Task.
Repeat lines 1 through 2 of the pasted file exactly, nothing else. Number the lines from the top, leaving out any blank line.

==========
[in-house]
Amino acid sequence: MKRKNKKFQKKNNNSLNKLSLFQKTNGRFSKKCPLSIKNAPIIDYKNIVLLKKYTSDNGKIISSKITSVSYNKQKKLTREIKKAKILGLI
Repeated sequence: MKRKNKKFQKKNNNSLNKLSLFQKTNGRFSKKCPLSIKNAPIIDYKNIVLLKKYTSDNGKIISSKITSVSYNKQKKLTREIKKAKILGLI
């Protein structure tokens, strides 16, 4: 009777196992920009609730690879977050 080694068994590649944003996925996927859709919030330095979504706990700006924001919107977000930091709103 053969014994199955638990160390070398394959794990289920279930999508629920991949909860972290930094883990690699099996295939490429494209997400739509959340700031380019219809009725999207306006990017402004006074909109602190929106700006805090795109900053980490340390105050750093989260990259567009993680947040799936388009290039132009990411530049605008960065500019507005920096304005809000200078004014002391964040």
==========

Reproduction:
[in-house]
Amino acid sequence: MKRKNKKFQKKNNNSLNKLSLFQKTNGRFSKKCPLSIKNAPIIDYKNIVLLKKYTSDNGKIISSKITSVSYNKQKKLTREIKKAKILGLI